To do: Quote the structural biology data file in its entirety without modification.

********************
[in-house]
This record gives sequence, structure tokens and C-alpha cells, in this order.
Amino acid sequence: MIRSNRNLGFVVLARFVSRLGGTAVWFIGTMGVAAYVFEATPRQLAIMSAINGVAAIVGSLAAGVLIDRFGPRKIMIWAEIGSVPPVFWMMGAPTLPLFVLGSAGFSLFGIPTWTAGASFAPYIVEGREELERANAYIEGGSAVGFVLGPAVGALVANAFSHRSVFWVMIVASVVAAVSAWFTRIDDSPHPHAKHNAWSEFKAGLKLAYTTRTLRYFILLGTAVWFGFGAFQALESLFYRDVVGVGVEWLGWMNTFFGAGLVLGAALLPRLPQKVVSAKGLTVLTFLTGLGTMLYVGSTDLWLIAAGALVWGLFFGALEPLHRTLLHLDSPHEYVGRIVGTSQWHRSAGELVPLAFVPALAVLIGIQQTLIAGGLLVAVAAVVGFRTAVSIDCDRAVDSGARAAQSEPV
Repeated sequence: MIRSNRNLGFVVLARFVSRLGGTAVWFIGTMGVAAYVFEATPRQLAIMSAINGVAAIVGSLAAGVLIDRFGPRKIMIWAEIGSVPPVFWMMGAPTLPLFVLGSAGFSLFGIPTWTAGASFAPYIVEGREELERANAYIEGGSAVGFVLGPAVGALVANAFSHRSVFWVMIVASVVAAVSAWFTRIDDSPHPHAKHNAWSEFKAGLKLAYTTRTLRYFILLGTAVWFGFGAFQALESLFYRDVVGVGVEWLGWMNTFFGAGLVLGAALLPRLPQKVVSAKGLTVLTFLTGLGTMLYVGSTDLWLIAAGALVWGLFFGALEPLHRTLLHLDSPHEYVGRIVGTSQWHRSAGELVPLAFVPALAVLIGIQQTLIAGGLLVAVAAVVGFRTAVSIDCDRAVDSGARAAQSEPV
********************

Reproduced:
[in-house]
This record gives sequence, structure tokens and C-alpha cells, in this order.
Amino acid sequence: MIRSNRNLGFVVLARFVSRLGGTAVWFIGTMGVAAYVFEATPRQLAIMSAINGVAAIVGSLAAGVLIDRFGPRKIMIWAEIGSVPPVFWMMGAPTLPLFVLGSAGFSLFGIPTWTAGASFAPYIVEGREELERANAYIEGGSAVGFVLGPAVGALVANAFSHRSVFWVMIVASVVAAVSAWFTRIDDSPHPHAKHNAWSEFKAGLKLAYTTRTLRYFILLGTAVWFGFGAFQALESLFYRDVVGVGVEWLGWMNTFFGAGLVLGAALLPRLPQKVVSAKGLTVLTFLTGLGTMLYVGSTDLWLIAAGALVWGLFFGALEPLHRTLLHLDSPHEYVGRIVGTSQWHRSAGELVPLAFVPALAVLIGIQQTLIAGGLLVAVAAVVGFRTAVSIDCDRAVDSGARAAQSEPV
Repeated sequence: MIRSNRNLGFVVLARFVSRLGGTAVWFIGTMGVAAYVFEATPRQLAIMSAINGVAAIVGSLAAGVLIDRFGPRKIMIWAEIGSVPPVFWMMGAPTLPLFVLGSAGFSLFGIPTWTAGASFAPYIVEGREELERANAYIEGGSAVGFVLGPAVGALVANAFSHRSVFWVMIVASVVAAVSAWFTRIDDSPHPHAKHNAWSEFKAGLKLAYTTRTLRYFILLGTAVWFGFGAFQALESLFYRDVVGVGVEWLGWMNTFFGAGLVLGAALLPRLPQKVVSAKGLTVLTFLTGLGTMLYVGSTDLWLIAAGALVWGLFFGALEPLHRTLLHLDSPHEYVGRIVGTSQWHRSAGELVPLAFVPALAVLIGIQQTLIAGGLLVAVAAVVGFRTAVSIDCDRAVDSGARAAQSEPV